Successful fraud prevention is a two-stage process. First, organisations must look hard at their current prevention regime and modernise their detection framework. It’s important to be proactive. Assume that fraud and error will happen. With the right mindset, procedures and basic business rules in place, stage two can begin implementing appropriate technology with data analytics to ensure accuracy and speed of response. With this approach, it’s possible to not only catch fraud, but to prevent it from happening at all.


Supplier selection is key in preventing procurement fraud from onset. A wide range of competing interests and viewpoints goes into every purchase decision. It’s no different when organisations select a vendor or supplier. Going into procurement with the right mindset and priorities can help companies make the right choice, and not just from a financial perspective. To avoid procurement fraud, businesses must expect the same ethical standards from suppliers as they do their own employees. What’s more, they need to investigate to be certain. When choosing a new supplier, companies consider quality of product or service, cost and industry recognition to be the most important factors in their decision. It’s unsurprising also that current suppliers have an advantage over new ones.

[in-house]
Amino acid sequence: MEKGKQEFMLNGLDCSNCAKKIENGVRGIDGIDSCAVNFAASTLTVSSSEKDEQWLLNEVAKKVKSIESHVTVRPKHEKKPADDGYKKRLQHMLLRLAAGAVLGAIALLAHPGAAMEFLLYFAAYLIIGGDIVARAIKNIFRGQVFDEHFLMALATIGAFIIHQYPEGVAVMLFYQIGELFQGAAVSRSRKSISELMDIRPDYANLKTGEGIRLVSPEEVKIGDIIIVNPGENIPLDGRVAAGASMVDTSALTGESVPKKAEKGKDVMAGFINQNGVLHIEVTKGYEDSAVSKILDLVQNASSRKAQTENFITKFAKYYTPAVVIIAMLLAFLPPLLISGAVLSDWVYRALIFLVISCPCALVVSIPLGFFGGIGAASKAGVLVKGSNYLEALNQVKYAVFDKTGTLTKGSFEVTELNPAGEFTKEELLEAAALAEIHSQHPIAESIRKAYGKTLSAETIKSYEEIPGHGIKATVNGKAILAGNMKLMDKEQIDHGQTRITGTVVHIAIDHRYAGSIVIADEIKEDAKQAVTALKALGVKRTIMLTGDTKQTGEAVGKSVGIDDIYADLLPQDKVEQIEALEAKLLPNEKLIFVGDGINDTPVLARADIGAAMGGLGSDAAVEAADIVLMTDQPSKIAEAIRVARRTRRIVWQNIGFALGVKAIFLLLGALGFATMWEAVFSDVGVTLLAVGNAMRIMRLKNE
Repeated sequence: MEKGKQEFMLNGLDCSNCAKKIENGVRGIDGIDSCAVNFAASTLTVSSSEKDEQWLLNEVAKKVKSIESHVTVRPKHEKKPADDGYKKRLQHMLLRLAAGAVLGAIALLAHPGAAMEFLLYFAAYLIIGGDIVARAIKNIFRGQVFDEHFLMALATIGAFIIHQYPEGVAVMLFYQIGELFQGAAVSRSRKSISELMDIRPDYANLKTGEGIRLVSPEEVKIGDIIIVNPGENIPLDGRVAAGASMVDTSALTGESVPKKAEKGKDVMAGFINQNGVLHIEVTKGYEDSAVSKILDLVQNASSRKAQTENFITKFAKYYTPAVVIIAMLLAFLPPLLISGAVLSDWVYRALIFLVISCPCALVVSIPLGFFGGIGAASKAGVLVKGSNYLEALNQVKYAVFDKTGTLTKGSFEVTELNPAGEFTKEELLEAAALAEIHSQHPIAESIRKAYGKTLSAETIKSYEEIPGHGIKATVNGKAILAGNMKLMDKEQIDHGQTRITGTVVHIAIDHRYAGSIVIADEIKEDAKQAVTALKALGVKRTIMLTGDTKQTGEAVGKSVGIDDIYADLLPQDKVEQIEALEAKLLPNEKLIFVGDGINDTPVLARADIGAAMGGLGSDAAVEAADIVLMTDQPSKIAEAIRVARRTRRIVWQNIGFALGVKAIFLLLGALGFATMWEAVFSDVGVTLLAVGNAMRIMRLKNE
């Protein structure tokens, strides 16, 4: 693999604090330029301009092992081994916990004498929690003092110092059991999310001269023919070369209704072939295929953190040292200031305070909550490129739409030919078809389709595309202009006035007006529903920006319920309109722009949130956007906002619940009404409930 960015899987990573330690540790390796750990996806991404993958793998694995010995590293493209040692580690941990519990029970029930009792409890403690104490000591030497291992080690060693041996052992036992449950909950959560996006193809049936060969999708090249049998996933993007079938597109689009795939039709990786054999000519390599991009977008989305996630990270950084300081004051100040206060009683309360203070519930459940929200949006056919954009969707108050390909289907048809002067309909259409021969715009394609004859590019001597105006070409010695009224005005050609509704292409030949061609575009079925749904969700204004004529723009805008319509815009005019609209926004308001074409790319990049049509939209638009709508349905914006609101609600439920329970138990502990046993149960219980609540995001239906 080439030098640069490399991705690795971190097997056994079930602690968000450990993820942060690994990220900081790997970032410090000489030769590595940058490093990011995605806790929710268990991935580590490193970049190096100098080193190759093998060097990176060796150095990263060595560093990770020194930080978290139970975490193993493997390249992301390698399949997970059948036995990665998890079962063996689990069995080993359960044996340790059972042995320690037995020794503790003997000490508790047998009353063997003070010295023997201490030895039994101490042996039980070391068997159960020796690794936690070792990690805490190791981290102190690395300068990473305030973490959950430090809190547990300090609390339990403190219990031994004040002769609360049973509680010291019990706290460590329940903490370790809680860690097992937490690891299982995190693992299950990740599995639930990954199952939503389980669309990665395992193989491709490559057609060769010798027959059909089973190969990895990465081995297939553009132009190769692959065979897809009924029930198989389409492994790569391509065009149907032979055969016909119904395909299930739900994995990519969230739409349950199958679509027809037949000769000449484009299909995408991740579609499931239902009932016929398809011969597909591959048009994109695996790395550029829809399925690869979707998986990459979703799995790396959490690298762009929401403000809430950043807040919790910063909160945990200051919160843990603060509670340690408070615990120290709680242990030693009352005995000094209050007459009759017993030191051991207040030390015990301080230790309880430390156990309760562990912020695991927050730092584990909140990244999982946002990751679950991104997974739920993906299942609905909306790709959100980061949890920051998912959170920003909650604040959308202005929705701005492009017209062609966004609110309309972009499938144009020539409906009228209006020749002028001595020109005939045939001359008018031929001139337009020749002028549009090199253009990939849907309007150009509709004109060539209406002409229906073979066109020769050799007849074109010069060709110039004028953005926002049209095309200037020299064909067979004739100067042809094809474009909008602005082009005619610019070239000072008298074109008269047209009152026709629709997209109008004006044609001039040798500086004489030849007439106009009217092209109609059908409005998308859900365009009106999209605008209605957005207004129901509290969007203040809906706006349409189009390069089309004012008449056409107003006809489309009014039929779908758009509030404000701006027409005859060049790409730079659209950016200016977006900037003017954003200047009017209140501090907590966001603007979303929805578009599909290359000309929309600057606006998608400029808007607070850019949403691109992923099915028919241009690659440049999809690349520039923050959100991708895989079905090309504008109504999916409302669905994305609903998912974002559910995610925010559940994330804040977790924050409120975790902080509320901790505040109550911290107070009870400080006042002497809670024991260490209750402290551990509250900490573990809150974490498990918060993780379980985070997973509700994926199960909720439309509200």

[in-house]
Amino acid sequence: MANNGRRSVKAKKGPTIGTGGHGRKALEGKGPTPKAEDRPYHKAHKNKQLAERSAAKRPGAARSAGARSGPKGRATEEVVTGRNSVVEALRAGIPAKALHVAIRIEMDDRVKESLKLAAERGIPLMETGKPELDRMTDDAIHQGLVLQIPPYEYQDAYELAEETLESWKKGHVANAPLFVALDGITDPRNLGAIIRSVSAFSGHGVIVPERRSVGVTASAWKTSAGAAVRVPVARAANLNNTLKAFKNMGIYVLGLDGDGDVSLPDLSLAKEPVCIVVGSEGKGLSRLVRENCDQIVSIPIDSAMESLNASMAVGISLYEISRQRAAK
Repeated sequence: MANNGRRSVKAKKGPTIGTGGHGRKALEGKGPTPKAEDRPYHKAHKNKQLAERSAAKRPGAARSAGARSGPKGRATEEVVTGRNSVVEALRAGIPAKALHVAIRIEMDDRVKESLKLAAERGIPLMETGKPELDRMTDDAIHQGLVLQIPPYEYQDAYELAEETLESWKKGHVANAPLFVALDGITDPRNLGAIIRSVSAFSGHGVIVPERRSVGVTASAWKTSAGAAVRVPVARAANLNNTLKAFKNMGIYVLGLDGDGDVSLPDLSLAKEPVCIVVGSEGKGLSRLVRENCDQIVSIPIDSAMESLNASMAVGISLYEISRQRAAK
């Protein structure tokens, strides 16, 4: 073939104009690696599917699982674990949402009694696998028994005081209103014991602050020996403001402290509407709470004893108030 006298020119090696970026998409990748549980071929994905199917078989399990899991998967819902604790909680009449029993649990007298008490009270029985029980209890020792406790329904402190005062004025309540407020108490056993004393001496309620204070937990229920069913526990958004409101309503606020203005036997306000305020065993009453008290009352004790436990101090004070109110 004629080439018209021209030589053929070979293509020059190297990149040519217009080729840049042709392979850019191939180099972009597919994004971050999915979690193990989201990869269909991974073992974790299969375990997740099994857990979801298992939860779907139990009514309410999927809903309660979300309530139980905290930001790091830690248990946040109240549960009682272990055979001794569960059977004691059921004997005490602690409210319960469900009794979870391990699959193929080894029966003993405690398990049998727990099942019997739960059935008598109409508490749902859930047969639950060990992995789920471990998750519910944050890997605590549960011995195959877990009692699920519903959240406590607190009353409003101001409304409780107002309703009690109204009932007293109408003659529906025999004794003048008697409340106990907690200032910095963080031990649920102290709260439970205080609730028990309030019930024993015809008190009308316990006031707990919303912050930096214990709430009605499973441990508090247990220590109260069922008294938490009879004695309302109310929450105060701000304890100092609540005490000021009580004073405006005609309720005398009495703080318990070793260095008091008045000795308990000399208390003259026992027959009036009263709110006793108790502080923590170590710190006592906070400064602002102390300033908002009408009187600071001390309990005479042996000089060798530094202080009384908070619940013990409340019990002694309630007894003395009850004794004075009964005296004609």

It is important to perform due diligence on suppliers in addition to conducting the basic checks when selecting a new supplier. Regardless of your organizations culture, it is critical to look out for suppliers history of fraud or errors and integrity as key procurement considerations. While each procurement scenario will be different, with unique considerations each time, a history of wrongdoing should always be taken into consideration. The concern of some with procurement integrity is not broadly reflected in wider auditing practices. Similar to internal auditing, supplier due diligence is performed sporadically.


Common red flags to look out for include incorrect tax details, frequent bank account changes, anomalous sequence between invoicing and payments, duplicate documents and employees with interests or shares in third party businesses.